No Danish in Denmark


Would you like fish or fish?

I remember traveling with my 13 year old son to Hamburg, Germany.  He told me that he wanted to get a hamburger in Hamburg—we were at Trader Vic’s, a Polynesian restaurant.  It still makes me laugh.

So I was thinking of that moment as I entered the hotel’s breakfast room this morning, hoping to find danish sweet rolls.  No such luck.  The choices were ham, salami, cheese, bread, hard boiled eggs, cereal and yogurt.  I had what I usually eat for breakfast at home in Milan: cereal with yogurt instead of milk.  It’s probably better in the long run because sweets for breakfast usually give me that instant sugar spike, then by 10AM, comes the crash and I find myself starving hours before lunch.

Speaking of lunch, yesterday I asked the person at reception where I could go for authentic Danish food.  Happily, the place was very close.  I just had to walk past the erotica shops again (see Open Heavens over Copenhagen)—walking faster than my usual hurried American gait.  The lunch menu had lots of choices, most of them fish.  So I went for the herring assortment.  I’ve never had herring before, so I didn’t know what to expect.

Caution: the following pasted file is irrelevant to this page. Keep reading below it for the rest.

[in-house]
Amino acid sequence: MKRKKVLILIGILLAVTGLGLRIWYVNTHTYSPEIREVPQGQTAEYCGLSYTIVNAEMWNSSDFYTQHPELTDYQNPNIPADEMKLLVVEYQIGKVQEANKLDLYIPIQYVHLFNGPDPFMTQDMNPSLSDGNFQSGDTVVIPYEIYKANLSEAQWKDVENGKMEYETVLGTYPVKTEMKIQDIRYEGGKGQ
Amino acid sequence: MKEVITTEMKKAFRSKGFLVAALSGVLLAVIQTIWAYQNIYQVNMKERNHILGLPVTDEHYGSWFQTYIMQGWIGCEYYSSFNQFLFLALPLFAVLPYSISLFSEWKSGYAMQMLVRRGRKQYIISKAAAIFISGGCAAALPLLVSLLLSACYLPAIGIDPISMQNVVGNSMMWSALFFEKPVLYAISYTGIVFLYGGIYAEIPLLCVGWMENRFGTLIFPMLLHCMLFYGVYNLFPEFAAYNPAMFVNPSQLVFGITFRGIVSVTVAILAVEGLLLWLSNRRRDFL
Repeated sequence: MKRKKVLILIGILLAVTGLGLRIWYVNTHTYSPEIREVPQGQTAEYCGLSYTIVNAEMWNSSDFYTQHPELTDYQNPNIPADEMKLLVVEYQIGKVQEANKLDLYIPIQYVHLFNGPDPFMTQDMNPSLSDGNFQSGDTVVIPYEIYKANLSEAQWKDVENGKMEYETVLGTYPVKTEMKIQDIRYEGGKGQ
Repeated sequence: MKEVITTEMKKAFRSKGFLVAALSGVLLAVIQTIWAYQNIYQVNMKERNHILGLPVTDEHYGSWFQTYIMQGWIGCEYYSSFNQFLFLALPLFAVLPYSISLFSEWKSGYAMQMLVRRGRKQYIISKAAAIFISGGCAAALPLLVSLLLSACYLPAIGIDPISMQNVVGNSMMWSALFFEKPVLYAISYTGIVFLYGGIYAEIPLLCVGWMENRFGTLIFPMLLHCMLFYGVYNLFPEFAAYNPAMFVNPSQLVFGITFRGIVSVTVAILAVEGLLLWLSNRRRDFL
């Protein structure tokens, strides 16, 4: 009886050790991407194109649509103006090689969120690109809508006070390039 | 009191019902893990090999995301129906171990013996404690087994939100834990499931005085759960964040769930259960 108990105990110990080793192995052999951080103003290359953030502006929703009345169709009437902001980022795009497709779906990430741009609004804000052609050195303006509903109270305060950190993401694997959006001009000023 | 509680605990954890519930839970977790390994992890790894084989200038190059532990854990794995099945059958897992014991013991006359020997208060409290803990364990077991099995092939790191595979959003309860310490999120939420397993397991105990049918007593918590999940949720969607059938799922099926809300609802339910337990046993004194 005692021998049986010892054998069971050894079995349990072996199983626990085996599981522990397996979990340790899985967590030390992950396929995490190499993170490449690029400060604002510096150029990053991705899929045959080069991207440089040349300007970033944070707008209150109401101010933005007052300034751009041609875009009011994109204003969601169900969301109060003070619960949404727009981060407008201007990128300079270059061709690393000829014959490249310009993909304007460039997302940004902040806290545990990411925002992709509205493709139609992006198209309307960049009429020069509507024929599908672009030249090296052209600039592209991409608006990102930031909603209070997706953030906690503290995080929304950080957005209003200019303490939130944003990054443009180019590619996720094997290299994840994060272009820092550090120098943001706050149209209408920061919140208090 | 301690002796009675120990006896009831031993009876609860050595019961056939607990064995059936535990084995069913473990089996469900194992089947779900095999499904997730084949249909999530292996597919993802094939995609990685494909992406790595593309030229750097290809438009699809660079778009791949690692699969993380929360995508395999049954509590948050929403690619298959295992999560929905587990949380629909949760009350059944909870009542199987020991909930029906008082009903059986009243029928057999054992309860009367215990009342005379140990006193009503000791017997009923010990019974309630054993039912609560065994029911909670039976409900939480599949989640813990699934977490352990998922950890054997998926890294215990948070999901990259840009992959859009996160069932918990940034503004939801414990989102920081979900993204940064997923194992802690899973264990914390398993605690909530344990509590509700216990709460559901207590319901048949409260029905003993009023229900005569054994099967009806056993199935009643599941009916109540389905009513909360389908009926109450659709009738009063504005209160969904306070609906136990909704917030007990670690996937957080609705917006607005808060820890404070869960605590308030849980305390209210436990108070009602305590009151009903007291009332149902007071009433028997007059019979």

The assortment was picked herring, curried herring, marinated herring, and the restaurant’s specialty: creamed herring in akvavit sauce (like a brandy).  The waitress was pleased to instruct me on what I was eating and how to eat it—by smearing pork fat on a piece of nutty dark bread.  I declined the pork fat, using butter instead.

The waitress also assured me that the usual Danish thing was to wash it down with akvavit.  I declined and just had a beer instead—a Danish beer.  The herrings were pretty good.  I think I liked the mild curry sauce the best, though they were all good.

danish restaurant

So over breakfast I was thinking about Denmark.  The coffee shop I had gone to yesterday morning hadn’t had danish either—at least not in their pastry display.  So there you have it: another myth busted!  Lots of fish, but no danish in Denmark.

By the way, here in the land of real blue-eyed blondes, my bleached hair sticks out more than blue hair ever did.  The difference is that people here are way too polite to say anything about it.

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